Thanks to Marcus Ranum for clarifying some details about DECs' proxy
FTP. I didn't ask my previous question very well, so I thought I would try
again! Knowing DECs' position, I am curious about how others feel.
One valuable thing about DEC's proxy services is the authentication of
outside users... without that, it doesn't make sense to use proxy services
for incoming users. My question was meant to discover the gotchas
(define the risks so I can weigh them against the costs) related to allowing
internal nodes use of telnet and ftp without going through a proxy service.
In other words, how bad is it to allow all incoming packets destined for
ports greater than 1023? (...so the ftp data channel will work.) That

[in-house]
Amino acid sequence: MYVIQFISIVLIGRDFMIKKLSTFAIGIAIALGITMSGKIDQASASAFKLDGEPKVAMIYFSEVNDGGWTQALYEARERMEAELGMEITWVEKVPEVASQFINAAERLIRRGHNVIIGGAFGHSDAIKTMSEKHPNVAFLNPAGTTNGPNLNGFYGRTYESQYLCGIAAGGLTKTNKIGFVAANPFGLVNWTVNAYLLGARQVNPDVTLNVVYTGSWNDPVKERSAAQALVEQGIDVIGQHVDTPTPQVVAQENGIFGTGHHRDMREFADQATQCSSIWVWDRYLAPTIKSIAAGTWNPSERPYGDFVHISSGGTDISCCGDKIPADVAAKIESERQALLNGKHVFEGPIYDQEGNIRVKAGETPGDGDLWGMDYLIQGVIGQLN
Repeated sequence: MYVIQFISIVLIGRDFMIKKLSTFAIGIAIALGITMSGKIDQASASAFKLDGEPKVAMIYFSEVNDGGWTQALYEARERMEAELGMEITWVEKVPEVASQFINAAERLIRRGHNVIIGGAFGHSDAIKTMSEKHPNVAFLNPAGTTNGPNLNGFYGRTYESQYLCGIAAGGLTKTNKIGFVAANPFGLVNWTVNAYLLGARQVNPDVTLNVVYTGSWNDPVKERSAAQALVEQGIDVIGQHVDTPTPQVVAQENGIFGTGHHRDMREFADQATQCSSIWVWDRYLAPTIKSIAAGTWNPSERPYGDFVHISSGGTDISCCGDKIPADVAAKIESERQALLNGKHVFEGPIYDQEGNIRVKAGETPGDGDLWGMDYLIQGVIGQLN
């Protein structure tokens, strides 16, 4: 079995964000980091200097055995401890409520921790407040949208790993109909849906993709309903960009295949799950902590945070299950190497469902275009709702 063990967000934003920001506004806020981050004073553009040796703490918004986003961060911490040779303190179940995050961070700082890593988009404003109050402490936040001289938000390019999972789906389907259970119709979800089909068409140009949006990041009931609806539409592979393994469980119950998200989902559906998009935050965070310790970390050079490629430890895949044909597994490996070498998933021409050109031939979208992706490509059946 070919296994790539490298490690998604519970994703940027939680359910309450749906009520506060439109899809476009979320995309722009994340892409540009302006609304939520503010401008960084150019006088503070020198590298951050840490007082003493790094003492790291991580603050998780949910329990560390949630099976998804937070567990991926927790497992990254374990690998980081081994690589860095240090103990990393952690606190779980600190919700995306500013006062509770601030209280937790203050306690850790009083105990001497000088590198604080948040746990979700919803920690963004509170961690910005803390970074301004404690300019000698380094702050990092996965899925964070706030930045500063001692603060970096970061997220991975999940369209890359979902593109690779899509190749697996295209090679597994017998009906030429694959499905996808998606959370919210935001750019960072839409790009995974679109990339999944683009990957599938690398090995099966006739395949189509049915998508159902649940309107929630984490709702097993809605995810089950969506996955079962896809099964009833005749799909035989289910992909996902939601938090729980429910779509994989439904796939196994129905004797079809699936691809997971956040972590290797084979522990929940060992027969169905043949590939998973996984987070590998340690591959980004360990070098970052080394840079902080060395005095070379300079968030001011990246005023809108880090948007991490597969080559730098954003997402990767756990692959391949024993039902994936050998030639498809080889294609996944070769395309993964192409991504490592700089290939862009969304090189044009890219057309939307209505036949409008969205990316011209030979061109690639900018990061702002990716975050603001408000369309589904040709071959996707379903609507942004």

is the bottom line when you look at the pros and cons of proxy services.
Firewalls using proxy services can filter *everything* except what is
specifically desired. Those that don't use proxy services must allow
all incoming packets destined for ports greater than 1023 (except 6000 and,
using Brent's advice, all UDP except DNS).
Doesn't this vastly increase the risk of compromise?
What kind of mean, nasty things can intruders do if you let them probe
your network using all those TCP ports?
What kind of things can internal users do (inadvertantly or intentionally)
to expose a network that allows incoming TCP packets destined for ports >1023?
Can an intruder get in without inside help (either inadvertant or intentional)?
I hope I have expressed my question better this time!
- Mac Allen jma21624 @